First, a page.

A new, sustainable financial system is being built. It is funding the initiatives and innovations of the private sector, it has the potential to amplify the effectiveness of the climate policies of your governments and it could accelerate the transition to a low carbon economy. But the task is large, the window of opportunity is short, and the risks are existential.
And like virtually everything else in the response to climate change, the development of this new sustainable finance is not moving fast enough for the world to reach net zero. To bring climate risks and resilience into the heart of financial decision making, climate disclosure must become comprehensive; climate risk management must be transformed, and sustainable investing must go mainstream. Here’s how.
First, on disclosure. Catalyzed by the G20 and created by the private sector, the Task Force on Climate-related Financial Disclosures (TCFD) is a comprehensive, practical and flexible framework for corporate disclosure of climate-related risks and opportunities. The demand for TCFD disclosure is now enormous. Current supporters control balance sheets totaling $120 trillion and include the world’s top banks, asset managers, pension funds, insurers, credit rating agencies, accounting firms and shareholder advisory services.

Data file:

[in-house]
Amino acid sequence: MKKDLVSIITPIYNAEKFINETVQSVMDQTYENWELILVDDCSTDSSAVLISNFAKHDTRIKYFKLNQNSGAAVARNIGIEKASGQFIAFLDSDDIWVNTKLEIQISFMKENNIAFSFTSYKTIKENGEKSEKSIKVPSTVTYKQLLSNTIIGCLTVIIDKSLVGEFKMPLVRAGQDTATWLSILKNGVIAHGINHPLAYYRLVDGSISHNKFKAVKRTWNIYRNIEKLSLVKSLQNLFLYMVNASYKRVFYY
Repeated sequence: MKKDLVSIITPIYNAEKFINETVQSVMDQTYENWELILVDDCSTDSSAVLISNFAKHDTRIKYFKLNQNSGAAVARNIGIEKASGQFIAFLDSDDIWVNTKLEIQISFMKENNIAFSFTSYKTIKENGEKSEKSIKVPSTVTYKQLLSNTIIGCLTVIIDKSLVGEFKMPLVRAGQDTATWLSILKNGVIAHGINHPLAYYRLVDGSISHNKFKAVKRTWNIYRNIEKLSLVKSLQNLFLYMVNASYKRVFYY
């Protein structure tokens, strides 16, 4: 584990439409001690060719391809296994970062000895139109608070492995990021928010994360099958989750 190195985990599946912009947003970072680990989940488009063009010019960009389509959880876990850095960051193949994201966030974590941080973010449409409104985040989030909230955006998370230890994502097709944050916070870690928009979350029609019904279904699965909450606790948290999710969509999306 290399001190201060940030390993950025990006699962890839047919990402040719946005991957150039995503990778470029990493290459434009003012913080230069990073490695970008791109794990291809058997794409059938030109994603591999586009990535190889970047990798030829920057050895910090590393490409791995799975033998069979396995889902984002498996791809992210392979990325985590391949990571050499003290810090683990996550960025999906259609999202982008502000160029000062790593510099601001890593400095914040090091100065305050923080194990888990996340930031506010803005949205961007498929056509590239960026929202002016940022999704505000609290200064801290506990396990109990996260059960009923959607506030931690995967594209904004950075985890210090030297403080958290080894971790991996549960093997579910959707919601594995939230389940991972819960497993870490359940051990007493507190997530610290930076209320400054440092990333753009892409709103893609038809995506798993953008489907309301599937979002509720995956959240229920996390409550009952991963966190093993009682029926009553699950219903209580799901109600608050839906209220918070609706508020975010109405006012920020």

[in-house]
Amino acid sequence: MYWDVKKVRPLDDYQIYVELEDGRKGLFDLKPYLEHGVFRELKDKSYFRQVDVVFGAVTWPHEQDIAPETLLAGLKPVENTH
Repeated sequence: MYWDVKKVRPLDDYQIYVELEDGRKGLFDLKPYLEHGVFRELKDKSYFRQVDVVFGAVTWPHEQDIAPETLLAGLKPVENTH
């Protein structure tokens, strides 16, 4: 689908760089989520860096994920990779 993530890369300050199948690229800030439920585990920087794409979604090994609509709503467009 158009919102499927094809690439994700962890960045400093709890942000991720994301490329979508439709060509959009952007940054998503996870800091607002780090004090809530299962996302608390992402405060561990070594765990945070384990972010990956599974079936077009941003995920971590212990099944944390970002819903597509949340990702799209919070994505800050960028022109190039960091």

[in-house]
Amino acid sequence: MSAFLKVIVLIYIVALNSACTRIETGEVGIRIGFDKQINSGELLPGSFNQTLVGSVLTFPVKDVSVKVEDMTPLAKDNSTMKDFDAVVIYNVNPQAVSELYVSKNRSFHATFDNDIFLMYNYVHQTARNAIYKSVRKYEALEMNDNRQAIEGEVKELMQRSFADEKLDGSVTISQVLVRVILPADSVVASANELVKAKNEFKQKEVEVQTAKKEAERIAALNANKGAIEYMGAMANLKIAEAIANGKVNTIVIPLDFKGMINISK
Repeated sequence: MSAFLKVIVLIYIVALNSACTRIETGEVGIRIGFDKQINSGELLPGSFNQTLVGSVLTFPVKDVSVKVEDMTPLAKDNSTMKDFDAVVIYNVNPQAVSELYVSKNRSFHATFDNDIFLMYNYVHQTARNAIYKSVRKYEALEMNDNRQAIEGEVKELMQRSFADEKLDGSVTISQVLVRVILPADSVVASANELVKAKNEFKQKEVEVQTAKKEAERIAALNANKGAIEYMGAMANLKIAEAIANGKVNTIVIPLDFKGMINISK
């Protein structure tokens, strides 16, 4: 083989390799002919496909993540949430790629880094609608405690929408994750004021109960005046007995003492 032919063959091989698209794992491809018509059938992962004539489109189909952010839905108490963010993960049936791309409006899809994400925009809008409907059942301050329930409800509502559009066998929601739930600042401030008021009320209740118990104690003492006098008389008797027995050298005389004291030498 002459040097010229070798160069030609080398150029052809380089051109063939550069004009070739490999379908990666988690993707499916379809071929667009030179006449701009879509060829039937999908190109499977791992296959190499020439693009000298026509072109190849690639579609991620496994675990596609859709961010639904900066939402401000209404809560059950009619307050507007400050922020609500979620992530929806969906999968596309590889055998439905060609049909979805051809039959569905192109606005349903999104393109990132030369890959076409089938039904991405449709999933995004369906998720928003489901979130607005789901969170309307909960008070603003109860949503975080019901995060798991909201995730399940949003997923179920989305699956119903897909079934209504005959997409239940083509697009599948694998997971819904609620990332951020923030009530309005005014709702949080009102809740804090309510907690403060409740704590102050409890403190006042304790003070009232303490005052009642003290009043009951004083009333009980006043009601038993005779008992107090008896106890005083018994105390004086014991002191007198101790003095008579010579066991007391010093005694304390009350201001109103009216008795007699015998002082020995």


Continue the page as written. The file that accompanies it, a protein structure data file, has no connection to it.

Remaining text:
The supply of disclosure is responding, with four-fifths of over 1100 top G20 companies now disclosing climate-related financial risks in line with some of the TCFD recommendations, and three-quarters of users of the information seeing a marked improvement in the quality of climate disclosures. The next step is to make these disclosures mandatory. The UK and EU have already signaled their intents.
It’s time for every country to get involved because the world won’t get to net zero if the financial sector doesn’t know how our companies are responding. In order to watch we must be able to see. Over the next two years, the current process of disclosure by the users of capital, reaction by the suppliers of capital, and adjustment of these standards will be critical to ensure that the TCFD standards are as comparable, efficient and as decision-useful as possible.
Second, risk management. The providers of capital – banks, insurers, asset managers and those who supervise them – all need to improve their understanding and management of climate-related financial risks. Changes in climate policies, new technologies and growing physical risks will prompt reassessments of the values of virtually every financial asset. Firms that align their business models to the transition to a net zero world will be rewarded handsomely. Those that fail to adapt will cease to exist. The longer meaningful adjustment is delayed, the greater the disruption will be.